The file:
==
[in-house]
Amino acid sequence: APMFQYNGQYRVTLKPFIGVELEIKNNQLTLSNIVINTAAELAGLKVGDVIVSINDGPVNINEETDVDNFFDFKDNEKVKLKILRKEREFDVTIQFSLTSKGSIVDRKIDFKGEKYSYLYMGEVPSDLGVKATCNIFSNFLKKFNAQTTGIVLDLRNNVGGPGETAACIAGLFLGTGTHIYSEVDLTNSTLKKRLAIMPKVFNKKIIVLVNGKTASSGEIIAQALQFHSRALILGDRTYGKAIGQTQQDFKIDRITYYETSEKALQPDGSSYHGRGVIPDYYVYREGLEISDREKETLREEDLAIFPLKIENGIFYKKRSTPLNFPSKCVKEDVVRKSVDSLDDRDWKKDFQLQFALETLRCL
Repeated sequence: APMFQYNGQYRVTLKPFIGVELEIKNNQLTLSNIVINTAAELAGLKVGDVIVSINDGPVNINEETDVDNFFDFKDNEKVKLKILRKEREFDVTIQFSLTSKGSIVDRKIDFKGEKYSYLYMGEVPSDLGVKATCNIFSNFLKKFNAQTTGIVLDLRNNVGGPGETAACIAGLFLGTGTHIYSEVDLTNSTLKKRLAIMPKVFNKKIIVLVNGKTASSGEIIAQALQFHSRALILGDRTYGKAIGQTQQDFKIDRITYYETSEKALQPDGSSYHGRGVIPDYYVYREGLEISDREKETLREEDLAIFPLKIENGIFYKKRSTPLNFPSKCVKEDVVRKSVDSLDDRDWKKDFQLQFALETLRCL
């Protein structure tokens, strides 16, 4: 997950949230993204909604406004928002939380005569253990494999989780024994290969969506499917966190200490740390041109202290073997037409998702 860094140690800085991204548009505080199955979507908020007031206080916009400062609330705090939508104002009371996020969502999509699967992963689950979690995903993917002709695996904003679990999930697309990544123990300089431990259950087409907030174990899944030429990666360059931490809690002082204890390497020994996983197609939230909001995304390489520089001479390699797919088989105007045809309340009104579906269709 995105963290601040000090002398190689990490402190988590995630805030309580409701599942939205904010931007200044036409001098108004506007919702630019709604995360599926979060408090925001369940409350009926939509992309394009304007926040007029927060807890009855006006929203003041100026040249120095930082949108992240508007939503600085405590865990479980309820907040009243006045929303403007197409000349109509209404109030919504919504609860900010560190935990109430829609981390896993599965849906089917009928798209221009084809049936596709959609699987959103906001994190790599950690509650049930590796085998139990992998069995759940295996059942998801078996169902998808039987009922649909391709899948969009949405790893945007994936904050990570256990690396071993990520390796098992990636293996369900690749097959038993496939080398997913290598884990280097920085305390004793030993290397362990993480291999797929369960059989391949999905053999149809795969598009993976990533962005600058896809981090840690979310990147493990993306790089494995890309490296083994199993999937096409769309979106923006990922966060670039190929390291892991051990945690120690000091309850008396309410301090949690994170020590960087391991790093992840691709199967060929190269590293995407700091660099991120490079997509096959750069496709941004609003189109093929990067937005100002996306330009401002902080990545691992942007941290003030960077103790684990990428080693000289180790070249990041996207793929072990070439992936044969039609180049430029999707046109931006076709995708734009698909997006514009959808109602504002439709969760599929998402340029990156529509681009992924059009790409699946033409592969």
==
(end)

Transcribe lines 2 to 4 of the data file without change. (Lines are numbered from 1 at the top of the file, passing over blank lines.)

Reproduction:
Amino acid sequence: APMFQYNGQYRVTLKPFIGVELEIKNNQLTLSNIVINTAAELAGLKVGDVIVSINDGPVNINEETDVDNFFDFKDNEKVKLKILRKEREFDVTIQFSLTSKGSIVDRKIDFKGEKYSYLYMGEVPSDLGVKATCNIFSNFLKKFNAQTTGIVLDLRNNVGGPGETAACIAGLFLGTGTHIYSEVDLTNSTLKKRLAIMPKVFNKKIIVLVNGKTASSGEIIAQALQFHSRALILGDRTYGKAIGQTQQDFKIDRITYYETSEKALQPDGSSYHGRGVIPDYYVYREGLEISDREKETLREEDLAIFPLKIENGIFYKKRSTPLNFPSKCVKEDVVRKSVDSLDDRDWKKDFQLQFALETLRCL
Repeated sequence: APMFQYNGQYRVTLKPFIGVELEIKNNQLTLSNIVINTAAELAGLKVGDVIVSINDGPVNINEETDVDNFFDFKDNEKVKLKILRKEREFDVTIQFSLTSKGSIVDRKIDFKGEKYSYLYMGEVPSDLGVKATCNIFSNFLKKFNAQTTGIVLDLRNNVGGPGETAACIAGLFLGTGTHIYSEVDLTNSTLKKRLAIMPKVFNKKIIVLVNGKTASSGEIIAQALQFHSRALILGDRTYGKAIGQTQQDFKIDRITYYETSEKALQPDGSSYHGRGVIPDYYVYREGLEISDREKETLREEDLAIFPLKIENGIFYKKRSTPLNFPSKCVKEDVVRKSVDSLDDRDWKKDFQLQFALETLRCL
């Protein structure tokens, strides 16, 4: 997950949230993204909604406004928002939380005569253990494999989780024994290969969506499917966190200490740390041109202290073997037409998702 860094140690800085991204548009505080199955979507908020007031206080916009400062609330705090939508104002009371996020969502999509699967992963689950979690995903993917002709695996904003679990999930697309990544123990300089431990259950087409907030174990899944030429990666360059931490809690002082204890390497020994996983197609939230909001995304390489520089001479390699797919088989105007045809309340009104579906269709 995105963290601040000090002398190689990490402190988590995630805030309580409701599942939205904010931007200044036409001098108004506007919702630019709604995360599926979060408090925001369940409350009926939509992309394009304007926040007029927060807890009855006006929203003041100026040249120095930082949108992240508007939503600085405590865990479980309820907040009243006045929303403007197409000349109509209404109030919504919504609860900010560190935990109430829609981390896993599965849906089917009928798209221009084809049936596709959609699987959103906001994190790599950690509650049930590796085998139990992998069995759940295996059942998801078996169902998808039987009922649909391709899948969009949405790893945007994936904050990570256990690396071993990520390796098992990636293996369900690749097959038993496939080398997913290598884990280097920085305390004793030993290397362990993480291999797929369960059989391949999905053999149809795969598009993976990533962005600058896809981090840690979310990147493990993306790089494995890309490296083994199993999937096409769309979106923006990922966060670039190929390291892991051990945690120690000091309850008396309410301090949690994170020590960087391991790093992840691709199967060929190269590293995407700091660099991120490079997509096959750069496709941004609003189109093929990067937005100002996306330009401002902080990545691992942007941290003030960077103790684990990428080693000289180790070249990041996207793929072990070439992936044969039609180049430029999707046109931006076709995708734009698909997006514009959808109602504002439709969760599929998402340029990156529509681009992924059009790409699946033409592969």